When Brains Are Not Enough, Get a Lawyer!

When Brains Are Not Enough, Get a Lawyer!

This is the first installment in this series of blogs by Arthur Chaykin relating to the special problems associated with disputing with an academic institution.

Introduction: Universities and the Rah-Rah Syndrome:

Colleges and universities are regarded as stimulating and dynamic institutions of transformation and discovery. For students, the opportunity to engage in higher education means a chance to explore, grow, and meet other students from similar and diverse backgrounds. It is an academic ecosystem in which faculty, students, and other constituencies contribute, partake, and share in the learning experience. Faculty play an important role in this process and share their experience, research, life experience, and teaching skills with students. Historically, universities are led in a “shared governance” structure in which faculty, and to some extent – students – actively participate in the direction and operation of the universities and colleges with which they are affiliated. Through this participation, they further the academic mission and values of their universities. Academic institutions often refer to themselves as “communities,” and often proclaim their devotion to free expression, free inquiry, academic freedom, and fearless exploration of truth and knowledge.[1]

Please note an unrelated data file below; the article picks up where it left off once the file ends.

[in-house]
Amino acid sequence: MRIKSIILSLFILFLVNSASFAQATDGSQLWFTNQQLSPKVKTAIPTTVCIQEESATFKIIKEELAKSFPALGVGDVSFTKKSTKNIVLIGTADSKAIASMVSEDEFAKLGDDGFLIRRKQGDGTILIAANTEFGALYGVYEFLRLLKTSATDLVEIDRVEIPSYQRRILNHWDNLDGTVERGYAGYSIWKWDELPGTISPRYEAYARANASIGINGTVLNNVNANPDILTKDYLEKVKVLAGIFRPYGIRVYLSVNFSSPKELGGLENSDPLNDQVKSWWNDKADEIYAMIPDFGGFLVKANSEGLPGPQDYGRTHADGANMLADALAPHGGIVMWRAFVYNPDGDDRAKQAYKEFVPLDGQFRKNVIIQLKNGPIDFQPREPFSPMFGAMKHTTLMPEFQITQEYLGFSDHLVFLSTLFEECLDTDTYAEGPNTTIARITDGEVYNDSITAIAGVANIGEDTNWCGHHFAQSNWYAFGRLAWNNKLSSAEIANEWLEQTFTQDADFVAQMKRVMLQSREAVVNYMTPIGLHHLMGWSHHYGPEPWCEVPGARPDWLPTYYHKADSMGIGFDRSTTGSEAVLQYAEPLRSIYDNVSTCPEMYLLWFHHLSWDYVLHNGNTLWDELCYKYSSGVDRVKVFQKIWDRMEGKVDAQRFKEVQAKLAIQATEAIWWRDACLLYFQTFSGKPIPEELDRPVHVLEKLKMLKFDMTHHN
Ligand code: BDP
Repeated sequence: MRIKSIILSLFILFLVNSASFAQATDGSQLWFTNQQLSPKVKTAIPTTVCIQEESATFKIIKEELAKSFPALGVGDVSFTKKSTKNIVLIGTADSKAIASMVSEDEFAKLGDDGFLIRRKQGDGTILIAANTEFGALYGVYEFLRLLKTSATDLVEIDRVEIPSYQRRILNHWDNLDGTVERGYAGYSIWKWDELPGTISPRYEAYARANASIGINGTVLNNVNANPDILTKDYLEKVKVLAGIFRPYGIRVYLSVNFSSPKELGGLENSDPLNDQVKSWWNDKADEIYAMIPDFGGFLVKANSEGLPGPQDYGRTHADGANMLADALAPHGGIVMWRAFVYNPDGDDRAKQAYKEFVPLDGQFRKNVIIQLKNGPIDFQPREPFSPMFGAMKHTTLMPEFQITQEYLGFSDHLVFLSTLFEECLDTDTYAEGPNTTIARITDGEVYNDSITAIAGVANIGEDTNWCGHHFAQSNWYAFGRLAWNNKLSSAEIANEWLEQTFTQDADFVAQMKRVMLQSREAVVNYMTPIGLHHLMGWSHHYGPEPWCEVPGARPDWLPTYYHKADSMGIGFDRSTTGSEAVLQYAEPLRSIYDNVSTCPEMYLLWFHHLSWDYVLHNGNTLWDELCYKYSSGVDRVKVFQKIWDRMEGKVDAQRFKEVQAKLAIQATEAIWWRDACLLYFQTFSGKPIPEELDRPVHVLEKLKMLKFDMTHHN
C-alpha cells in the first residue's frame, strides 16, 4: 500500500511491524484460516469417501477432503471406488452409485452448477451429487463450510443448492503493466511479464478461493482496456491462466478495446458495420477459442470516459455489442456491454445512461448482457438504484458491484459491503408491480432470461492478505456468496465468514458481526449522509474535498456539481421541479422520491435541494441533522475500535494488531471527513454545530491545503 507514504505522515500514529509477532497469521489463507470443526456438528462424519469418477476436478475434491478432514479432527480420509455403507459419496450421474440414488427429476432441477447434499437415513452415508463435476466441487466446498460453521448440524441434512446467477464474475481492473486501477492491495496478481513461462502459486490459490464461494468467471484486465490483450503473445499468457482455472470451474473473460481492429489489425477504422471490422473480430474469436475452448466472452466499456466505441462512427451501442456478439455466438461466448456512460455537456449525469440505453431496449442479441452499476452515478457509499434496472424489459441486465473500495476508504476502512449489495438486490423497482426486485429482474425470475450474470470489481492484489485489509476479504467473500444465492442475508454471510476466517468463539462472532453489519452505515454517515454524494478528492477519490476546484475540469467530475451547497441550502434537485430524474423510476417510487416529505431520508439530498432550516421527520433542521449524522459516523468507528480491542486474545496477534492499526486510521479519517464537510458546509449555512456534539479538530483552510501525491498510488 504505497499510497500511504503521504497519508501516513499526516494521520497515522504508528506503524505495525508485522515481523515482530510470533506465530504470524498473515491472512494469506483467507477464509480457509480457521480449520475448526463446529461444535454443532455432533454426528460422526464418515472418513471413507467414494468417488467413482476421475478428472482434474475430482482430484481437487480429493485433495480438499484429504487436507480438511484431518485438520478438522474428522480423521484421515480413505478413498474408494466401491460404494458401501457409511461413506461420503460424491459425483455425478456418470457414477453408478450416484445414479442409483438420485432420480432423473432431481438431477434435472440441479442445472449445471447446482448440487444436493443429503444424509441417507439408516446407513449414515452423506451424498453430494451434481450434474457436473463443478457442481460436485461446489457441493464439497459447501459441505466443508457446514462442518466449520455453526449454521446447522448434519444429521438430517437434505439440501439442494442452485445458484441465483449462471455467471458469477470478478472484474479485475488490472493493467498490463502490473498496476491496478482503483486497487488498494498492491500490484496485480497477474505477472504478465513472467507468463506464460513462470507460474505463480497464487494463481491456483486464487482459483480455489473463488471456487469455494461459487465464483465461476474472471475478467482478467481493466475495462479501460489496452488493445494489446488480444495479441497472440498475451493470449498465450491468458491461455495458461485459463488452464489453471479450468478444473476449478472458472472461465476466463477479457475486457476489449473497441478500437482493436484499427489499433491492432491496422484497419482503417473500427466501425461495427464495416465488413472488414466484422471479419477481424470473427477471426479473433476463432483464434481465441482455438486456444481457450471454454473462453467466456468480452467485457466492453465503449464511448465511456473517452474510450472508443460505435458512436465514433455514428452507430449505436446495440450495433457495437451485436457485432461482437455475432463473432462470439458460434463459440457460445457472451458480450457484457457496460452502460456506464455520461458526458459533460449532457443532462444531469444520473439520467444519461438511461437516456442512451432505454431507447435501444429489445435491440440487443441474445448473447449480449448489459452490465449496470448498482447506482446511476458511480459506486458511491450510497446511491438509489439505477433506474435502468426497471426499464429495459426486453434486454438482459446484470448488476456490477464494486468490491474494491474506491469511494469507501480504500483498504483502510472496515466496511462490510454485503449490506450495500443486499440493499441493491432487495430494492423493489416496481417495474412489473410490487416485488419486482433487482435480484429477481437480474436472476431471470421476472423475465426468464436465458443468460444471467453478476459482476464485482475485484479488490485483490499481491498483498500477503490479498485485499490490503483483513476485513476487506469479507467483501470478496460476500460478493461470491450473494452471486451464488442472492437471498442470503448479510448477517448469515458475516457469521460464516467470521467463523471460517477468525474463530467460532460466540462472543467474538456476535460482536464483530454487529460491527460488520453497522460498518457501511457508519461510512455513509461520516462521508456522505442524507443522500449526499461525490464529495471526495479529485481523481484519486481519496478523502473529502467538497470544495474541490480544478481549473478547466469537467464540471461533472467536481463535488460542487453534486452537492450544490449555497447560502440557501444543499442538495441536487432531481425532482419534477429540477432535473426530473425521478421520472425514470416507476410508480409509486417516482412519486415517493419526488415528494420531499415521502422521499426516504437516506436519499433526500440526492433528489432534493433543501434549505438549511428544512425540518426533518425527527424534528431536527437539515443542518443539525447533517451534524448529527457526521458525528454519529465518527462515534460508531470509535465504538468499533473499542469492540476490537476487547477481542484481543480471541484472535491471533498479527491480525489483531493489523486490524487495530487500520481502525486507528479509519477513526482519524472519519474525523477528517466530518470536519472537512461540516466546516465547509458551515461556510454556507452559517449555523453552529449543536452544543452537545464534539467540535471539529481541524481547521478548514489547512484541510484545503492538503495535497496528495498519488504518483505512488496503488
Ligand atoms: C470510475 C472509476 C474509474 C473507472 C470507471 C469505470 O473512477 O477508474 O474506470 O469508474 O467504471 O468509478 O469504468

But increasingly, academic institutions have become modernized, and – in some cases – heavily bureaucratized. Currently, higher education is characterized by a surge in expenditures on administration. In 1980-81, administrative spending comprised just 26% of total educational spending in American colleges, while instructional spending stood at 41%.[2] By 2015, administrative spending and instructional spending were almost even.[3] Among other things, Administrators have added layers of management and many pages of regulations and guidelines. These regulations are often heavily deferential to administrative decision-making within the university. Of course, in cases where there is disagreement, such regulations can place students and faculty at a disadvantage. Faculty and student regulations often require faculty, students, and employees to voluntarily participate in investigations that the university may choose to conduct. As a result, unlike a criminal investigation or even most “arm’s length” civil investigations, the employee, faculty member, or student cannot refuse to participate in the investigation without causing a separate and independent violation of university regulations. A university “investigation” is a worrisome and threatening development for anyone who is the subject of a such inquiry.[4]